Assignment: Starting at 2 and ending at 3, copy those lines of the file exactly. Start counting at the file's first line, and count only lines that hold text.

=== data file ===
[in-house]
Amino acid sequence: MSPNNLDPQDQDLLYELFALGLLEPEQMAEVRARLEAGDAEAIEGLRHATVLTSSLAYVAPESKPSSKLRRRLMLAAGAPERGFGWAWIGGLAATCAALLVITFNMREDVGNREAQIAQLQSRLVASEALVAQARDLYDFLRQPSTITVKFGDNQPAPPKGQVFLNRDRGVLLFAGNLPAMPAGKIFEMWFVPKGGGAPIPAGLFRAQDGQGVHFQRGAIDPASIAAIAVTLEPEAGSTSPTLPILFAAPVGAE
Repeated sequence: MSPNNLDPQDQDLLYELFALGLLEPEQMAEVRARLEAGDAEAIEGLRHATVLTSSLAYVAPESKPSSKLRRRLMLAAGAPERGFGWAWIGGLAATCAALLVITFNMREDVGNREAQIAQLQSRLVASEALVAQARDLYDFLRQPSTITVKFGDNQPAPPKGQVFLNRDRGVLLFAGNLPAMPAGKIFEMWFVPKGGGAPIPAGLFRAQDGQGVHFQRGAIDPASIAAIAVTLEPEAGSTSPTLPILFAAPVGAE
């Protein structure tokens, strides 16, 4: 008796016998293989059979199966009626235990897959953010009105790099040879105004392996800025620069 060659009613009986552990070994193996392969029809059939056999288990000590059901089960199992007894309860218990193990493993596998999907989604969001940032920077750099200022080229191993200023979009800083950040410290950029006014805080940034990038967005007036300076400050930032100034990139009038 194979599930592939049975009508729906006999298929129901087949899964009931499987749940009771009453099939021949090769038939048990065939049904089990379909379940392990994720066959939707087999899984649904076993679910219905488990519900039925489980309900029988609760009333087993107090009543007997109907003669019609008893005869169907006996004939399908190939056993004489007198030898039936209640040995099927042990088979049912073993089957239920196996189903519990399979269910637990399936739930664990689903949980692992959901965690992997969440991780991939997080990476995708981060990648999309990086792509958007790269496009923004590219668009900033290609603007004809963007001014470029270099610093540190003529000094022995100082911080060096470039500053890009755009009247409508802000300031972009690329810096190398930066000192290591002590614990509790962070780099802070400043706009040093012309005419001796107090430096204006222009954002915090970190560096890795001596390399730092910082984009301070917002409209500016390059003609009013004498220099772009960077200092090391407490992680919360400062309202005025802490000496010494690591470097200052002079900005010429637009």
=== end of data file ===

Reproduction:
Amino acid sequence: MSPNNLDPQDQDLLYELFALGLLEPEQMAEVRARLEAGDAEAIEGLRHATVLTSSLAYVAPESKPSSKLRRRLMLAAGAPERGFGWAWIGGLAATCAALLVITFNMREDVGNREAQIAQLQSRLVASEALVAQARDLYDFLRQPSTITVKFGDNQPAPPKGQVFLNRDRGVLLFAGNLPAMPAGKIFEMWFVPKGGGAPIPAGLFRAQDGQGVHFQRGAIDPASIAAIAVTLEPEAGSTSPTLPILFAAPVGAE
Repeated sequence: MSPNNLDPQDQDLLYELFALGLLEPEQMAEVRARLEAGDAEAIEGLRHATVLTSSLAYVAPESKPSSKLRRRLMLAAGAPERGFGWAWIGGLAATCAALLVITFNMREDVGNREAQIAQLQSRLVASEALVAQARDLYDFLRQPSTITVKFGDNQPAPPKGQVFLNRDRGVLLFAGNLPAMPAGKIFEMWFVPKGGGAPIPAGLFRAQDGQGVHFQRGAIDPASIAAIAVTLEPEAGSTSPTLPILFAAPVGAE